According to Barry Bickmore, aside from the differences of opinion about which books should be canonical, it appears that certain parts of the canonical books have been removed by Jews and Christians alike! Justin Martyr accused the Jews of having removed certain passages from the Old Testament related to the Christian message [of salvation for the dead]. Justin quotes some passages which the Jews evidently removed from Esdras and Jeremiah and then declares:

“And again, from the sayings of the same Jeremiah these have been cut out: ’The Lord God remembered His dead people of Israel who lay in the graves; and He descended to preach to them His own salvation.’”

Irenaeus also gives witness to this reading:

And in Jeremias He thus announces His death and descent into hell, in the words: “And the Lord the Holy One of Israel bethought Him of His dead, who in the past had slept in the dust of the earth, and went down unto them, to bring the good news of salvation, to deliver them.” Here He also gives the reason for His death; for His descent into hell was salvation for the departed.

Heneri Daniel-Rops quotes Origen saying that even the New Testament texts of his time (early third century) had been corrupted extensively:

“Today the fact is evident, that there are many differences in the manuscripts, either through the negligence of certain copyists, or the perverse audacity of some in correcting the text.”

Sadly, this habit of “correcting the text” seems to have been quite common in antiquity. Bishop Dionysius of Corinth (A.D. 110-180) complained that “the devil’s Apostles” had not only tampered with the scriptures, but his own writings:

“It is, therefore not to be wondered at if some have attempted to adulterate the Lord’s writings also, since they have formed designs even against writings which are of less accounts.”

[Barry Robert Bickmore, Restoring the Ancient Church: Joseph Smith & Early Christianity, pp. 60-61]

“ Plain and Precious Things”

Richardson, Richardson and Bentley write that while the Book of Mormon testifies to the authenticity of the Bible, it does not claim that the Bible is without error. It specifically states that there were many “plain and precious things” that were deleted from its pages through the evil works of men. (See 1 Nephi 13:20-32; 19:10-12; 20:1-3; 2 Nephi 3:5-22; Alma 33:3, 13, 15; 34:7; 46:23-27; Helaman 8:19-20; 15:11; 3 Nephi 10:14-17; 12:13, 17-19, 22, 29-30; 14:1.)

Scholars of the Bible have found indisputable evidence that the Bible has indeed suffered many deletions. Non Mormon scholarship has concluded that the gospels found in the New Testament have also been manipulated.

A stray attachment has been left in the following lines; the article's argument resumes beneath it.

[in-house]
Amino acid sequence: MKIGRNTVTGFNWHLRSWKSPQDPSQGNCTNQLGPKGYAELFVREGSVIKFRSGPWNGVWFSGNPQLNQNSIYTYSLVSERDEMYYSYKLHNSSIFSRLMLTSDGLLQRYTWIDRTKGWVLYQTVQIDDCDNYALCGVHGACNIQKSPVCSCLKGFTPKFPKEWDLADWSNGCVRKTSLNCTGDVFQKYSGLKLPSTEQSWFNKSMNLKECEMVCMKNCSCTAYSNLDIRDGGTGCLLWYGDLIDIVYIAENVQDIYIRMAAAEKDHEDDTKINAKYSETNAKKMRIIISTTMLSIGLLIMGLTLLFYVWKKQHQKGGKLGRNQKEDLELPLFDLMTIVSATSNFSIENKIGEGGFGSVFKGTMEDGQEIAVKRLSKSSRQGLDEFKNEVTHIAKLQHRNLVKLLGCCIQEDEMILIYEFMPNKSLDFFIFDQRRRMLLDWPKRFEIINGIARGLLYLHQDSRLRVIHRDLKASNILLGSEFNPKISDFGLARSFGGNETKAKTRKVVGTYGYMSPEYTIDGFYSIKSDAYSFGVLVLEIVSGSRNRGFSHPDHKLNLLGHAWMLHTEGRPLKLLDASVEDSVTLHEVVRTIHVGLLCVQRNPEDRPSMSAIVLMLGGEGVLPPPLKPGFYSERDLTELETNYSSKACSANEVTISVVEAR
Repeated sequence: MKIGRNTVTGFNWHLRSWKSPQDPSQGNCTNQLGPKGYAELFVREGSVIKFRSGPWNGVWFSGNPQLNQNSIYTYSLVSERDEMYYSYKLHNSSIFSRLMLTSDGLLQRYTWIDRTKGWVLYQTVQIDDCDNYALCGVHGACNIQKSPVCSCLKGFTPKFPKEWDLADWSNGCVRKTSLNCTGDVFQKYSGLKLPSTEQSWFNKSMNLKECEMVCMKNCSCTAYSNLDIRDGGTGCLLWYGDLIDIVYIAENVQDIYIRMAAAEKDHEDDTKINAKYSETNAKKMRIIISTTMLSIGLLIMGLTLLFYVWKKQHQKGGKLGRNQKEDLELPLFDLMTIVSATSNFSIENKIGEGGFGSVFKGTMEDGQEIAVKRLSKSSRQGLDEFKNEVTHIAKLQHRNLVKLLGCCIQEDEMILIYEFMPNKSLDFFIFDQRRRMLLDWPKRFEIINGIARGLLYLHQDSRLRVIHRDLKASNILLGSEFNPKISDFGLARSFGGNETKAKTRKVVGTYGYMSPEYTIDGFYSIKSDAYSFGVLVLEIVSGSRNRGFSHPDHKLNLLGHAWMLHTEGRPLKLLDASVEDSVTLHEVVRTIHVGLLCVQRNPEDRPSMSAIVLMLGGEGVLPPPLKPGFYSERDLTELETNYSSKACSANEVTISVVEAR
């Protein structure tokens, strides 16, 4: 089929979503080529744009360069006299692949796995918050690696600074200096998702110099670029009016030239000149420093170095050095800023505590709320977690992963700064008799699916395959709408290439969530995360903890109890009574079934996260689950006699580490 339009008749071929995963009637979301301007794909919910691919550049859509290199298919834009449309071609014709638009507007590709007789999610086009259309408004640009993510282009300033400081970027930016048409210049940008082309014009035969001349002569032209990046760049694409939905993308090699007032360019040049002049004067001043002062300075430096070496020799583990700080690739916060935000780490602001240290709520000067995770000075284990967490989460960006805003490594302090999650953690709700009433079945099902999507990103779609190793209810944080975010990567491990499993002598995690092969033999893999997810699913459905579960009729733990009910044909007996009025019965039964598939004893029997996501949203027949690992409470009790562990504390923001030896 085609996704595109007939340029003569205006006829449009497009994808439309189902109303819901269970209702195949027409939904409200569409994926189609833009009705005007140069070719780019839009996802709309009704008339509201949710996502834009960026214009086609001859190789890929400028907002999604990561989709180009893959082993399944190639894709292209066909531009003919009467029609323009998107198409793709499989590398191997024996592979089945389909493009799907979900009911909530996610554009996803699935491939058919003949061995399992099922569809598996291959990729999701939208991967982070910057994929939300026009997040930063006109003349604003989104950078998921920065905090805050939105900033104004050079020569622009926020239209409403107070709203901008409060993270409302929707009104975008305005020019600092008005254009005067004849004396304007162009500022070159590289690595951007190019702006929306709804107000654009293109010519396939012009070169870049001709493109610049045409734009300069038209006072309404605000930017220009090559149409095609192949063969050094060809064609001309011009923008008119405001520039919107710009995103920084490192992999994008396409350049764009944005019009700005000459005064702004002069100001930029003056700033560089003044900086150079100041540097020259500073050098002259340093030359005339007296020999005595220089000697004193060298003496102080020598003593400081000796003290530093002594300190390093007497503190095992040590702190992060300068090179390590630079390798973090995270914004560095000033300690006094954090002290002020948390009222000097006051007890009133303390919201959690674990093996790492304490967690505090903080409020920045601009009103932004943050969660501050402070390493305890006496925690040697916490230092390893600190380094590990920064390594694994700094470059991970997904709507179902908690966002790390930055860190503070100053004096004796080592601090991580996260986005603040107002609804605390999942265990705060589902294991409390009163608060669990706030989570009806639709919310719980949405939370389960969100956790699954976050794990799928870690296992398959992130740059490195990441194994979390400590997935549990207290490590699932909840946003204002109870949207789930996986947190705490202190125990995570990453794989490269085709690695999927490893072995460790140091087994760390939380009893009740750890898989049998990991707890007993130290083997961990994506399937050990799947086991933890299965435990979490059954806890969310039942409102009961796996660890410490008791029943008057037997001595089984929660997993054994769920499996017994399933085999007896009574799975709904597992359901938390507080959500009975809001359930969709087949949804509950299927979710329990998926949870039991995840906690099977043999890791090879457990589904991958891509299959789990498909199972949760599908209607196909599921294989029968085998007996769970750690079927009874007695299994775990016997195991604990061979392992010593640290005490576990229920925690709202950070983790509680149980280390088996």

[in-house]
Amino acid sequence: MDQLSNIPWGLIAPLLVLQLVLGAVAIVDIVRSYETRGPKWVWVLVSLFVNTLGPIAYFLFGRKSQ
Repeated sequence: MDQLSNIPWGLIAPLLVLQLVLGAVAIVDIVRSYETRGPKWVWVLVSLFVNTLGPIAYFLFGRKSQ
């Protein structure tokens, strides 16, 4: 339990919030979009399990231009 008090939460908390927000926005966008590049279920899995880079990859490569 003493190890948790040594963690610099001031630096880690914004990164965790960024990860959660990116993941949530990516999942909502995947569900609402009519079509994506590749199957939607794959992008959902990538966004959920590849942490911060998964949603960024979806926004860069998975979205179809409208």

Critics often ask for specific examples of any “plain and precious things” found in the Book of Mormon that are not also found in the Bible. Below is just a very brief list of such examples:

The Lord prepares a way for us to keep all of His commandments (1 Nephi 3:7)

How mysteries are made known unto man (1 Nephi 10:19; Mosiah 2:9; Alma 12:10; 26:22)

The process for receiving revelation and inspiration (1 Nephi 17:45; Enos 1:10)

The gentiles to assist the house of Israel (1 Nephi 22:8-11; 2 Nephi 10:18)

The law of consecration (2 Nephi 2:2)

The reason God allows evil and opposition to continue in the world and the importance of moral agency (2 Nephi 2:2, 10:16)

The purpose of Adam’s fall & man’s existence (2 Nephi 2:22-25)

The lost prophecy of the latter-day Joseph (2 Nephi 3:6-16)

God’s word is not limited to the Bible (2 Nephi 29:3-13)

The lost teachings of Zenos (Jacob 5:1-77)

A description of the natural man, and how to overcome (Mosiah 3:19; Alma 5:6-45)

How to retain the remission of sins (Mosiah 4:11-16)

The true process of being born again (Mosiah 5:2-9; Alma 5:6-45)

The office and calling of a seer (Mosiah 8:13-17)

The manner in which faith is developed and maintained (Alma 32:26-34)

The relationship between justice and mercy (Alma 34:15-16)

The state of the soul between death a d the resurrection (Alma 40:11-14)

Christians and Christianity flourished before the time of Christ (Alma 46:13-16)

The symbolisms of the remnant of Joseph’s coat (Alma 46:23)

The perpetual cycle of the human experience: obedience-->blessings-->prosperity-->pride-->sin--punishment-->humility-->repentance-->obedience … (Helaman 12:1-3)

The “other sheep” spoken of in John 10:16 are identified (3 Nephi 15:16-24)

The powers of translated beings (3 Nephi 28:36-40)

Baptism is only for those who are accountable (Moroni 8:5-23)

The manner in which all truth may be verified (Moroni 10:4-5)

[Allen H. Richardson, David E. Richardson and Anthony E. Bentley, 1000 Evidences for the Church of Jesus Christ of Latter-day Saints: Part Two-A Voice from the Dust: 500 Evidences in Support of the Book of Mormon, pp. 16-17] [See the commentary on 2 Nephi 29:3]

Step by Step Through the Book of Mormon: A Cultural Commentary